'Memories' of historic abuse leading to justice errors
Historic abuse trials often rely on evidence from memory alone. But how reliable is memory? Some in the legal world now fear such cases could be creating a "whole new genre" of miscarriages of justice.
In an instant, Frank Joynson's life came crashing down.
For 40 years he had had an unblemished career looking after children in care. Then one morning in May 2006, he was told the police were at the door.
One of the young boys he had looked after 35 years earlier had come forward and alleged Mr Joynson had sexually abused him.
"I was totally in shock," he said.
"They did mention the school I had worked at, where the allegations supposedly came from, but I had left that school in 1971 and I had no contact with it at all. It was in my past."
As the police investigation continued, four other boys came forward claiming Mr Joynson had also abused them. Eventually the case went to court. From the moment the trial began, Mr Joynson says he knew he would be found guilty.
His accusers - now men in their 50s - made compelling witnesses, their memories seemingly so clear.
"When the accusers go into the witness box it sounds terrible. It really does sound terrible," he said.
"The detail made it all very believable. It was immensely difficult because you know as a person this is not me.
"They are portraying me as something I know I'm not."
But Mr Joynson's instinct had been right. He was found guilty of 12 counts of indecent assault and two counts of serious sexual assault. He was sentenced to 13 years in jail.
His legal team fought on though, and managed to take his case to the Court of Appeal.
After serving 12 months, Mr Joynson's conviction was quashed.
Central to the appeal hearing was the issue of memory. One of Frank Joynson's accusers had claimed he was abused while being made to sit on his lap.
But his mother had told police at the time that the boy had complained about sitting on his headmaster's lap - a man previously convicted of abuse some years earlier.
Without documents to corroborate events, the Appeal Court accepted that Mr Joynson had not had a fair trial.
Mark Barlow was Mr Joynson's barrister. He says he has worked on hundreds of other historical abuse cases over the past 16 years.
As in Mr Joynson's case, many turn simply on memory which, he warns, is very dangerous territory.
"There is a new genre of miscarriages of justice in this country and they are historic sex allegations and they are very difficult and they destroy lives," he said.
"We are now in a situation where the court - at its peril - is ignoring the issue of the reliability of memories. What causes me the biggest concern is that I cannot see the matter being resolved."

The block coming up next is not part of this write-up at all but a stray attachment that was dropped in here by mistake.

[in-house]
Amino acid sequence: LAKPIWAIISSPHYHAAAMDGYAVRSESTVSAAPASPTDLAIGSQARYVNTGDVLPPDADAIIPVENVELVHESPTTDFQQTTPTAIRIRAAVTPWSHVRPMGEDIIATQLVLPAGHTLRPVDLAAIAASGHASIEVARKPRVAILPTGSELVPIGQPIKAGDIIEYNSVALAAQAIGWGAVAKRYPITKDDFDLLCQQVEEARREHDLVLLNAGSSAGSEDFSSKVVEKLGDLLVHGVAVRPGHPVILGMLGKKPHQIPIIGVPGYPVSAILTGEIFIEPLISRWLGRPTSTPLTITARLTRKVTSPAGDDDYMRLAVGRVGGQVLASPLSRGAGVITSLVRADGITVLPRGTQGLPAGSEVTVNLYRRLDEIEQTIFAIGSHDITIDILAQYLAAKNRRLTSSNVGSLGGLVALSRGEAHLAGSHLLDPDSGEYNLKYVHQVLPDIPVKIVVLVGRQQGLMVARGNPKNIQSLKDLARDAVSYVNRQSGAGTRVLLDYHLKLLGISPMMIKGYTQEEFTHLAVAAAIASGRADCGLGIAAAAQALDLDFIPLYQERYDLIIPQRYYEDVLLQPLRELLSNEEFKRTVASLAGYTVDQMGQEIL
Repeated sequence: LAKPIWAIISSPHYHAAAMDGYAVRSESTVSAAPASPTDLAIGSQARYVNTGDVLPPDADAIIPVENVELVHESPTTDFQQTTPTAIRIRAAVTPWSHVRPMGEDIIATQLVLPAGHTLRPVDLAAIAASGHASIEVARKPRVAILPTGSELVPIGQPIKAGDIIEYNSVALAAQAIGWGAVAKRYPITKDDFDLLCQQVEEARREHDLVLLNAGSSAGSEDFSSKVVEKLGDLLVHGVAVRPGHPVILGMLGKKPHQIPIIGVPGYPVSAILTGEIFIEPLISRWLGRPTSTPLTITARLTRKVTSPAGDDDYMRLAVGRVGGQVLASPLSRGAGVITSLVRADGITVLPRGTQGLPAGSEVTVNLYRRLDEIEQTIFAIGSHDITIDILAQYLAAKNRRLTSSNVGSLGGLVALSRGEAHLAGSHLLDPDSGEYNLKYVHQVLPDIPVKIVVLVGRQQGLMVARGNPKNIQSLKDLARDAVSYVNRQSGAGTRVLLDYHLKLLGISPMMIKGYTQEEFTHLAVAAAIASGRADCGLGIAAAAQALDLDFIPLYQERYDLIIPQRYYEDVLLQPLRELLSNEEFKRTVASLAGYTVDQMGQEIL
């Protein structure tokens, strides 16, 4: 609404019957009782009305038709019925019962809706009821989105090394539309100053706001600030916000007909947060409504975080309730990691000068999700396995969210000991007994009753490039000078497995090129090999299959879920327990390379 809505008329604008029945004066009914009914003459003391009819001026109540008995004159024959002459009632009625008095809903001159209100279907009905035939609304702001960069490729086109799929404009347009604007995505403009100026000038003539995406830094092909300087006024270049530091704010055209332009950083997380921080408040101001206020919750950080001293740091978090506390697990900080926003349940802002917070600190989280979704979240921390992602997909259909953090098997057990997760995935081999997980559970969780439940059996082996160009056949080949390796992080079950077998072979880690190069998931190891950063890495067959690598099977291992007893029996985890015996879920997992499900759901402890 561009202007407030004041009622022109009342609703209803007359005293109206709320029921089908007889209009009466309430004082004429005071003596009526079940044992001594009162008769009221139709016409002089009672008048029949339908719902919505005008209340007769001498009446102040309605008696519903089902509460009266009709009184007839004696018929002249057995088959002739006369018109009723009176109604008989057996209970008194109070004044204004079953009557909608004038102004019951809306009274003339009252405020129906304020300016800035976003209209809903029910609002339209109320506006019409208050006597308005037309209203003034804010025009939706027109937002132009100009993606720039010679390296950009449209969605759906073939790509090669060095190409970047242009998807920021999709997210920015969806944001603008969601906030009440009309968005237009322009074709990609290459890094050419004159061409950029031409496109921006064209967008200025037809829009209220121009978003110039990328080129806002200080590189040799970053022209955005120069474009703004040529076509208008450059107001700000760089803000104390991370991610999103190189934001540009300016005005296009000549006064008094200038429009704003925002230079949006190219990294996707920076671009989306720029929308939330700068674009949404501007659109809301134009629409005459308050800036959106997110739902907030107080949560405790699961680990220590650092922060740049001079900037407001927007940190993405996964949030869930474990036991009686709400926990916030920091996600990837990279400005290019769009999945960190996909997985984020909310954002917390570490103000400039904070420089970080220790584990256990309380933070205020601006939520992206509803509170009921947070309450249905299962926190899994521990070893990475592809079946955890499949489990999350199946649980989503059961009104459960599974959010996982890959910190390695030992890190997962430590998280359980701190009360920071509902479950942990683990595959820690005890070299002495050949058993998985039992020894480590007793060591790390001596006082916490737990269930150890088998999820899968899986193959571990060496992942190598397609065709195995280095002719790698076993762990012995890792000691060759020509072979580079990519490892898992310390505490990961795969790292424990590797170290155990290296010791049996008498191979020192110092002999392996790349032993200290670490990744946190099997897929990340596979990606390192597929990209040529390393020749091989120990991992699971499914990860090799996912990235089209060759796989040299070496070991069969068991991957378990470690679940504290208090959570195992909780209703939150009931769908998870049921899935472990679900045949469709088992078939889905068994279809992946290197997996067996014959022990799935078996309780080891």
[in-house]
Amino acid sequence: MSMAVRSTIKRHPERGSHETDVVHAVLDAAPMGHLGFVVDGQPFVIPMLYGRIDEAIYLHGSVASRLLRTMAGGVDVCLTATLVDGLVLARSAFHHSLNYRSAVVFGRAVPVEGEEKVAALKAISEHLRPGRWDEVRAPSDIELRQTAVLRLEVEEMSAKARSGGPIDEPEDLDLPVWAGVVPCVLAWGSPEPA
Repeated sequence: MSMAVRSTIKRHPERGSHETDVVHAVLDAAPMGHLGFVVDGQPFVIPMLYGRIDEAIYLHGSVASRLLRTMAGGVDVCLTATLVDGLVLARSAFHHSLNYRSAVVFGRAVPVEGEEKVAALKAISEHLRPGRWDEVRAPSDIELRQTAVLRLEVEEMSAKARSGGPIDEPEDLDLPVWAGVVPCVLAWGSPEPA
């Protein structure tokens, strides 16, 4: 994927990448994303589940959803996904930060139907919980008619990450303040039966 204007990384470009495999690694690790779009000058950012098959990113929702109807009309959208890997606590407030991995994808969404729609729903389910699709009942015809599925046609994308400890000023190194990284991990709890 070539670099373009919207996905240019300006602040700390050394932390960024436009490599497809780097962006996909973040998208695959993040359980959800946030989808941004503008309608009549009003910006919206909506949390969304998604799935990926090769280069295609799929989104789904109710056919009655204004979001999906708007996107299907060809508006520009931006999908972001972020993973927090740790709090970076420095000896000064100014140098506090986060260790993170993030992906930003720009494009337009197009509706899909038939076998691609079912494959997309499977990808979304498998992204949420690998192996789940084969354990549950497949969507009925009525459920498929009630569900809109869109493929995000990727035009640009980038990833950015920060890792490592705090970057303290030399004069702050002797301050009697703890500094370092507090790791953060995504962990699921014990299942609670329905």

Mark Barlow and many others within the criminal justice system believe it is crucial that expert witnesses - psychologists trained in the science of memory - are called to give evidence in such cases.
But there is a dispute among the scientists about exactly how memory works and how reliable it is. And this worries the former solicitor general Vera Baird QC.
"I think it is possible to over-rely on expert evidence. Probably what one ought to do is to rely on the common sense and life experience of jurors to sift through what is being said and to come up with some kind of common-sense conclusions."
There is no doubt these cases are among the most difficult in the criminal justice system.
Jane - not her real name - says she was abused for about four years by a male babysitter.
She said: "I can't remember a first time. What you are aware of is that situations have occurred more than once, and certain familiar things which I can even feel now, talking about it, is the feeling of dread when my bedroom door would swing open.
"Because I knew what was coming next, an awful feeling."
It was 10 years before she spoke about it to anyone. Another 20 before she went to the police.
They decided to prosecute and Jane gave evidence in court for a day-and-a-half.
But the evidence of memory experts brought the case crashing to a halt.
They cast doubt on the reliability of her memories and suggested there was a possibility they could be false.
She was told the judge felt that on the basis of that evidence, it could not be proved beyond reasonable doubt that her memories were real.
"I went to pieces," she said.
"You are absolutely broken because it has taken everything in you and all your strength to do what you did in court. To know that it came to nothing... I feel very let down."
Jane says not being believed was the worst thing, and echoed what her abuser said to her at the time.
"He was right. He told me all those years ago that they wouldn't believe me and they didn't," she said.